The pandemic has changed the way we work. From radically redesigned workplaces, expanded roles and responsibilities to a renewed focus on upskilling for a multigenerational workforce, and a greater emphasis on employee well-being, a lot has changed in the last couple of years for both white collars as well as shop floor workers. To support the change and sustain the organisation’s growth ambitions, the human resources function too underwent a strategic overhaul. For instance, HR had to develop adaptable behaviours in not just their teams but across the organisation by offering flexibility, relevant resources, and giving a sense of ownership in the workplace to support the post-pandemic revival.
Now that businesses are emphasising returning to the workplace, HR is focused on improving the culture and workplace experience. Here are five ways on how HR can seamlessly reconfigure the workplace:
3Fs: Freedom, Flexibility, and Fulfilment
Adopting an employee-first mindset will help companies survive and emerge stronger from disruptions. For this, the HR function needs to focus on 3Fs - fulfilment, freedom, and flexibility. These are closely interlinked and have a sizeable impact on an employee’s workplace experience. Embracing a hybrid workplace culture by allowing employees the freedom to work from any location and offering flexibility around working hours are key to increasing an employee’s satisfaction levels and reducing attrition. In addition, providing employees with the right platforms to manage pandemic-induced stress and well-being issues can directly weigh on their productivity levels.
Employees are the new ‘customers’
Employees are the new ‘customers’ and the employee experience has become an HR priority at nearly all organizations. Smart HR leaders are going the extra mile to connect with their ‘customers’ to drive higher productivity and engagement. They are creating an environment that allows people to get to know each other and even be vulnerable. With regular dialogue and scheduled interactions, HR is enabling organisations to understand, empathise with, and evaluate what their workforce needs and wants. Post-pandemic success and stability for companies will depend on treating employees as customers, having regular connections, and providing necessary support.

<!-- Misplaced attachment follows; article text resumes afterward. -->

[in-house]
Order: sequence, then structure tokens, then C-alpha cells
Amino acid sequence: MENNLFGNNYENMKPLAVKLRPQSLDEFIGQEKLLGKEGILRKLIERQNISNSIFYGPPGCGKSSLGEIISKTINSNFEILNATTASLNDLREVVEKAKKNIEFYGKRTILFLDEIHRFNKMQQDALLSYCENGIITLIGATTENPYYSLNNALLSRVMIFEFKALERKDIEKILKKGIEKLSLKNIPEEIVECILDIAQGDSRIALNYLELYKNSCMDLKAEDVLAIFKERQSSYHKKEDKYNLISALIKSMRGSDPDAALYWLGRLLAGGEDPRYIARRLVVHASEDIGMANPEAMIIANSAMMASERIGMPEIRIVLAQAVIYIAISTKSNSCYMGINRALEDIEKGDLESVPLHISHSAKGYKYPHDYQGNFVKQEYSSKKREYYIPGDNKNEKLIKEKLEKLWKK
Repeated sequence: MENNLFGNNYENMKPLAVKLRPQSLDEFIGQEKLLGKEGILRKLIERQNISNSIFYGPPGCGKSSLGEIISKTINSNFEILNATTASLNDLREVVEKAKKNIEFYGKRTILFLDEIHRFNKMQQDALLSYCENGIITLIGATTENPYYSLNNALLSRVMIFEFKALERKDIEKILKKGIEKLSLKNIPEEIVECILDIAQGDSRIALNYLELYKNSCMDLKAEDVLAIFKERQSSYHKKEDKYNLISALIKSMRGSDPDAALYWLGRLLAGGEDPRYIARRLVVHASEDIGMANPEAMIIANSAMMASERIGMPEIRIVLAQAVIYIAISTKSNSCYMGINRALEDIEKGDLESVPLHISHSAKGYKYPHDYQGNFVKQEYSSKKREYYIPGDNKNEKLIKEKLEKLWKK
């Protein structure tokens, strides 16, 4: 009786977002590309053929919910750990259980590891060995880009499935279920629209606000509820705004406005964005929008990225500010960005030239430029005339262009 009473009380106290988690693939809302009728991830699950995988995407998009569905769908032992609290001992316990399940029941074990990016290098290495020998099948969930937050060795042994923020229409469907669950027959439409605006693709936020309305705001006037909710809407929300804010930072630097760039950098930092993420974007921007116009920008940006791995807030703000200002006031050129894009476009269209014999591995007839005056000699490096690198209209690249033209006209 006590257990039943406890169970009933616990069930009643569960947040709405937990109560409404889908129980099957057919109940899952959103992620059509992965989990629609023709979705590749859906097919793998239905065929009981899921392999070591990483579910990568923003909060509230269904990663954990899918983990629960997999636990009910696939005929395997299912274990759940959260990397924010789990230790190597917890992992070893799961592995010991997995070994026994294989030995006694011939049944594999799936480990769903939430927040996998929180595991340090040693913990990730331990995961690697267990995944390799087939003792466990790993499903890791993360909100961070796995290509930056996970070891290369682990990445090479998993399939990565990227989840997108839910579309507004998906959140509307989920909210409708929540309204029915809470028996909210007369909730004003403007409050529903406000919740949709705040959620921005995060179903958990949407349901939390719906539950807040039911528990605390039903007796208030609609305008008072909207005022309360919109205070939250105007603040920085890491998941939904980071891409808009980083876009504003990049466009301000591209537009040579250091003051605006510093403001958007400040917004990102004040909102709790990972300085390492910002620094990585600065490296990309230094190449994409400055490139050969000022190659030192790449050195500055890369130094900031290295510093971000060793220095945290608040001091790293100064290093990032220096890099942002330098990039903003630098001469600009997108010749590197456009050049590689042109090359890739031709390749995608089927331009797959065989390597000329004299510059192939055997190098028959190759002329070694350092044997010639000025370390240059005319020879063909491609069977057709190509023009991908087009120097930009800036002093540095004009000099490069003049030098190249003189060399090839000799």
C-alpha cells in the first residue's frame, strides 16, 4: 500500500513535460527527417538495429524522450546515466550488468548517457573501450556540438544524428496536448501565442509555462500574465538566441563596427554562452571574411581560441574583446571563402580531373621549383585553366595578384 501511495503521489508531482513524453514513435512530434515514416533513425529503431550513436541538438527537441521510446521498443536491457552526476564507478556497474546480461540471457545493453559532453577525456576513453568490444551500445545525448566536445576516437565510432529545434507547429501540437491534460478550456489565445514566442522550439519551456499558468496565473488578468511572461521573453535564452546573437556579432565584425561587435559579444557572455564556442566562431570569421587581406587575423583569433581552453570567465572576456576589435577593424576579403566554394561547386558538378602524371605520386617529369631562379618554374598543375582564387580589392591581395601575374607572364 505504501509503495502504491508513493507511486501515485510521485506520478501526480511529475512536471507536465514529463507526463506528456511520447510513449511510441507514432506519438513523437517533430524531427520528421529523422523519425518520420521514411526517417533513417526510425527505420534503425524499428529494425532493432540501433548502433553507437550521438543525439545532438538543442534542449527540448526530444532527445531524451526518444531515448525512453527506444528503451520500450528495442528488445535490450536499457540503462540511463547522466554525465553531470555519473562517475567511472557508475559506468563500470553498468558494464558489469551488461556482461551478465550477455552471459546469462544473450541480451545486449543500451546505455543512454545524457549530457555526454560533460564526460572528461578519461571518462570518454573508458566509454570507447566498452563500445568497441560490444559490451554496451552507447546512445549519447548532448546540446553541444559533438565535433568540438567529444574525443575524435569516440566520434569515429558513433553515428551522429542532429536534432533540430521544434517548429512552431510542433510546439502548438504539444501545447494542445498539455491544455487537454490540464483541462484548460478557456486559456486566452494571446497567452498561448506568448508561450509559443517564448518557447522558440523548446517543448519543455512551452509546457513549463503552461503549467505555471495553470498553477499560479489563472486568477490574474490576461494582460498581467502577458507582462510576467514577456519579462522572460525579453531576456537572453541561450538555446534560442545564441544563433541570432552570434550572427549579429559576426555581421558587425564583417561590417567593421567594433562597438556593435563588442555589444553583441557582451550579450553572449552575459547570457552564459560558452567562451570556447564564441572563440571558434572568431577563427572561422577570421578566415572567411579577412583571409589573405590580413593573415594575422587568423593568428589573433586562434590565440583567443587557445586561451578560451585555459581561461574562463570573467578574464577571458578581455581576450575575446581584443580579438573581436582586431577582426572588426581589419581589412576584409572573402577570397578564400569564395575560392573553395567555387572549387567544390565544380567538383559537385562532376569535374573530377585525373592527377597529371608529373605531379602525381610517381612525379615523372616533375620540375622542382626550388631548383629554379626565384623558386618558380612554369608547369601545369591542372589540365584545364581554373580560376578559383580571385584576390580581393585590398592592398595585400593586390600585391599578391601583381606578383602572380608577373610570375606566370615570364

Adapting to the new working models will require new systems, processes, tools, and technologies. Organizations are building holistic digital workspace platforms to keep their workforce motivated, engaged, and productive. However, the need of the hour is for HR to take a human-centred approach to technology to not just boost productivity and collaboration but also prioritise care for colleagues. For instance, showing employees how new technologies will bring better results and improve their work experience including mental health and well-being, will engage employees and prevent the erosion of trust.
Learning and re-learning
Undoubtedly, the nature of work has changed for almost everyone in the past two years, raising essential questions about the future of the workplace and the workforce. Training and upskilling employees to new technologies and offering them relevant tools and courses has proven to be highly beneficial move. Irrespective of the industry, HR needs to focus on identifying learning tools and resources that enable the multigenerational workforce to find enjoyment in their work, gain industry expertise and develop and hone functional skills.
Reframing culture in a hybrid world
Employee needs and desires have changed a lot. The post-pandemic workplace holds a different set of expectations for employees who have gotten used to working remotely. Today, HR needs to focus on embedding culture across a hybrid workplace, accelerating different ways of engaging employees and helping them to grow. In fact, many companies are recognizing a growing need to create a head of remote work experience to guide work-from-home employees and provide greater leadership visibility to make workers feel more empowered.
The HR function has done exemplary work during the pandemic and as the economy resumes, we are confident that learnings from across the world will lead to better management of employee expectations and drive productivity. Meanwhile, by putting more emphasis on wellness, culture, learning and employee experience, HR can enable companies to remain focused on the current work and understand what the workplace will look like in the coming years. They need to equally focus on employee safety and adopt a culture that promotes dialogue and inclusive growth.